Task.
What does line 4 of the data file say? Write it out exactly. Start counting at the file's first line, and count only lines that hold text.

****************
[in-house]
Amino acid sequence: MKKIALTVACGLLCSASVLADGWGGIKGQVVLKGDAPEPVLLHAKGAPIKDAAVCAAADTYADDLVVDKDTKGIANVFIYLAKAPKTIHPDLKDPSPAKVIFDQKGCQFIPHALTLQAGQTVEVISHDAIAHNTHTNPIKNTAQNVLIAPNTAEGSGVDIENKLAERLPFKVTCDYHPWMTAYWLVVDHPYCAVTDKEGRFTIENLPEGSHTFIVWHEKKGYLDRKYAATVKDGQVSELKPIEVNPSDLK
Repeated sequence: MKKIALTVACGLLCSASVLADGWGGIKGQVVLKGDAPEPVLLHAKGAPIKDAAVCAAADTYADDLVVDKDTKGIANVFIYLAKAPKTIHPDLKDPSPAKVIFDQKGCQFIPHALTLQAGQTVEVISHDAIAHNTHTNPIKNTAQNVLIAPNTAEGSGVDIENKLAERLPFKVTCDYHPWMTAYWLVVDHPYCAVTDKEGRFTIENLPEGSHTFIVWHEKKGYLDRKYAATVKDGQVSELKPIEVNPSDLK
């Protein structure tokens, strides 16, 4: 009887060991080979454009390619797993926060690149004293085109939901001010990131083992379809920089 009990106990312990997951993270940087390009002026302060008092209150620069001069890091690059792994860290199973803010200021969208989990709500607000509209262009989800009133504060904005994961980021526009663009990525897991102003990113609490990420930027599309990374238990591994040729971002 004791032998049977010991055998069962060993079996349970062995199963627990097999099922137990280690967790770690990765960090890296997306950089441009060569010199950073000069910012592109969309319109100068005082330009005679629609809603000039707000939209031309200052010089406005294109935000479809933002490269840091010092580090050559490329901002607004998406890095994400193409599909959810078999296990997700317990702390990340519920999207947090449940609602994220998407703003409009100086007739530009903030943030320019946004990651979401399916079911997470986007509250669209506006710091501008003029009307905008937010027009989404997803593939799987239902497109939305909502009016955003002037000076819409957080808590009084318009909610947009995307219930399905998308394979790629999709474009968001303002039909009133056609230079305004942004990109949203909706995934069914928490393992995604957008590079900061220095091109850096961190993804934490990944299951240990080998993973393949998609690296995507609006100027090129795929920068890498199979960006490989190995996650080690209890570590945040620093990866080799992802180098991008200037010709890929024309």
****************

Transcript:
């Protein structure tokens, strides 16, 4: 009887060991080979454009390619797993926060690149004293085109939901001010990131083992379809920089 009990106990312990997951993270940087390009002026302060008092209150620069001069890091690059792994860290199973803010200021969208989990709500607000509209262009989800009133504060904005994961980021526009663009990525897991102003990113609490990420930027599309990374238990591994040729971002 004791032998049977010991055998069962060993079996349970062995199963627990097999099922137990280690967790770690990765960090890296997306950089441009060569010199950073000069910012592109969309319109100068005082330009005679629609809603000039707000939209031309200052010089406005294109935000479809933002490269840091010092580090050559490329901002607004998406890095994400193409599909959810078999296990997700317990702390990340519920999207947090449940609602994220998407703003409009100086007739530009903030943030320019946004990651979401399916079911997470986007509250669209506006710091501008003029009307905008937010027009989404997803593939799987239902497109939305909502009016955003002037000076819409957080808590009084318009909610947009995307219930399905998308394979790629999709474009968001303002039909009133056609230079305004942004990109949203909706995934069914928490393992995604957008590079900061220095091109850096961190993804934490990944299951240990080998993973393949998609690296995507609006100027090129795929920068890498199979960006490989190995996650080690209890570590945040620093990866080799992802180098991008200037010709890929024309």